Our Lady of the.. Highway? Hitting the Road in a Mobile Chapel


Our Lady of the Highway – Interstate Highway Ministry in Brazil – Unique in the world

Can you imagine a chapel in an 18 wheeler crisscrossing the United States Interstate Highway system serving truckers? That is what is happening in Brazil… for the past 40 years!

In 1976 a missionary initiated a new ministry that involved reaching out to truck drivers and other individuals who traveled the highways in Brazil.  This approach has been called, roadway ministry.  Father Eliezer Okonoski, CM recalls here the events surrounding the initiation of that ministry and the present state of this ministry of proclaiming the good news to people on the peripheries. The “roadway ministry”, as it is known in Brazil, is a ministry of the Catholic Church that has been promoted by the Curitiba Province of the Congregation of the Mission.  This approach, begun in 1976, has involved traveling the multiple highways in Brazil.  This pastoral ministry as it has unfolded in Brazil, in unique in the world.  It is recognized by the Brazilian Conference of Bishops as a ministry that provides pastoral care for people who are constantly on the move.  Three missionaries travel throughout Brazil and celebrate the Eucharist for the truck drivers at the various gas/rest stations.


The missionaries involved in this ministry are: Father Miguel Staron de Contenda (ordained in 1980 and a member of this team since 1993), Father Germano Nalepa de Campo Margo (ordained in 1979 and a member of the team since 1996) and Father Arno Longo de Campinas del Sul (ordained in 1982 and a member of team since 2012).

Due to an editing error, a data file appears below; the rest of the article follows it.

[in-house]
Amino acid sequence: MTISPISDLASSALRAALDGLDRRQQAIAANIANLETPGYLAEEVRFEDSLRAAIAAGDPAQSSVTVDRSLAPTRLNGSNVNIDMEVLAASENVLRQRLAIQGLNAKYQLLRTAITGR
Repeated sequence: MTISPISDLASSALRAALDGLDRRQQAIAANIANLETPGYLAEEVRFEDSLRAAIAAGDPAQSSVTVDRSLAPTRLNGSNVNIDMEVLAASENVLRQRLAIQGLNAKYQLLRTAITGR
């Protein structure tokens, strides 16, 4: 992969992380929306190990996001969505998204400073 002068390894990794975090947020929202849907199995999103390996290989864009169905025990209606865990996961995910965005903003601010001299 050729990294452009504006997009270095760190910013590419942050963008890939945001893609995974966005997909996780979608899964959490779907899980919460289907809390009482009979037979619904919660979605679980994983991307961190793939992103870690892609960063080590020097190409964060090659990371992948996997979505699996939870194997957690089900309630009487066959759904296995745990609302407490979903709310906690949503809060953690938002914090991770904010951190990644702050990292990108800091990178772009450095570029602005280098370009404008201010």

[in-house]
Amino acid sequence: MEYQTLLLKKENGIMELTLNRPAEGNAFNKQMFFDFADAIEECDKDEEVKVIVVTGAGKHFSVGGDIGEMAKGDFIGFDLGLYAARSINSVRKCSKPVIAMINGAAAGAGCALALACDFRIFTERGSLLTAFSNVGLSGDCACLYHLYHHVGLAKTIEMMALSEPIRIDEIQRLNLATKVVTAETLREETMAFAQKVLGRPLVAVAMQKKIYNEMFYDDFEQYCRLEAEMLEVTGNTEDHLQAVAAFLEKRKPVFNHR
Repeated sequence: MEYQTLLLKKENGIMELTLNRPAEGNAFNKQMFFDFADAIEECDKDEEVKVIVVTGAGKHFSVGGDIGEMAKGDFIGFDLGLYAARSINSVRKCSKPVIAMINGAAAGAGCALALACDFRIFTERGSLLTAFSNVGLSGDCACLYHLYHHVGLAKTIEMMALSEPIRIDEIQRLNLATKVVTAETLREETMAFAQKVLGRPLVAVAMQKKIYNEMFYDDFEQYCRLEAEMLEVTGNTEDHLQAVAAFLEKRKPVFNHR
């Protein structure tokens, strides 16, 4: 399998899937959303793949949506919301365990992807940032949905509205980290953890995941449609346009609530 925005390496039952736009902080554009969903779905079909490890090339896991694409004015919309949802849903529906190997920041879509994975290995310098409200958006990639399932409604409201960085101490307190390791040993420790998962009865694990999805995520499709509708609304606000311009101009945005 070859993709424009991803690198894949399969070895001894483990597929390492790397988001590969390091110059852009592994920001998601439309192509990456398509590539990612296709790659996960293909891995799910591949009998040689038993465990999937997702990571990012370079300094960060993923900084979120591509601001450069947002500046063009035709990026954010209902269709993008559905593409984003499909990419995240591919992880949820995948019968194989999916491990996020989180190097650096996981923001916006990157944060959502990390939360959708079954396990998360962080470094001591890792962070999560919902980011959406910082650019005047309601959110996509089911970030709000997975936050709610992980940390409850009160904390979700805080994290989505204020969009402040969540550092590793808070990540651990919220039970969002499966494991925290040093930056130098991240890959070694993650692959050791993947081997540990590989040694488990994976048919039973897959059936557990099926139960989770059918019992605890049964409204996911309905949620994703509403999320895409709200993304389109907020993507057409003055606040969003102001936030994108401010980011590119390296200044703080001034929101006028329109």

These three missionaries travel along the highways that link 24 of the 26 Brazilian states.  Their objective to give a presence to the church as they visit the gas stations and the rest stops that are frequented by the truck drivers and other travelers.  Each year they celebrate about 900 Eucharists in the various fuel stops.  The team has three vans which serve as chapels … when the back doors are opened, the altar appears.  Each of the vans is equipped with a sound system, microphone, hymnals, etc.  and all the services are offered at no cost to the participants.

The administrators of the fuel stops promote the celebration of the Eucharist and each gas station is visited once a year (the visit means that the missionary will remain there for the duration of the day and will celebrate the Eucharist).  The following day another gas station is visited (this can involve a trip of 10 to 400 kilometers).

Source with a gallery of photos.

This is similar in some ways to a ministry started June 21, 1935. In the United States. Fr. Lester Fallon, a Vincentian priest and theology professor, traveled to Southern Missouri to share the Good News of Jesus Christ. It was called the “Motor Mission” because he witnessed the faith from a portable pulpit secured to the back of a truck. Soon other Vincentian priests joined the ministry in Texas and beyond.

There were few Catholics and no priests in these towns, and residents knew little about the Catholic Church. Fathers Fallon and McIntyre would put up posters to announce their coming. They would arrive in a truck equipped with a pulpit and public address system, and would preach for several evenings in front of the post office, courthouse, or general store. They explained Catholic doctrine and answered questions.


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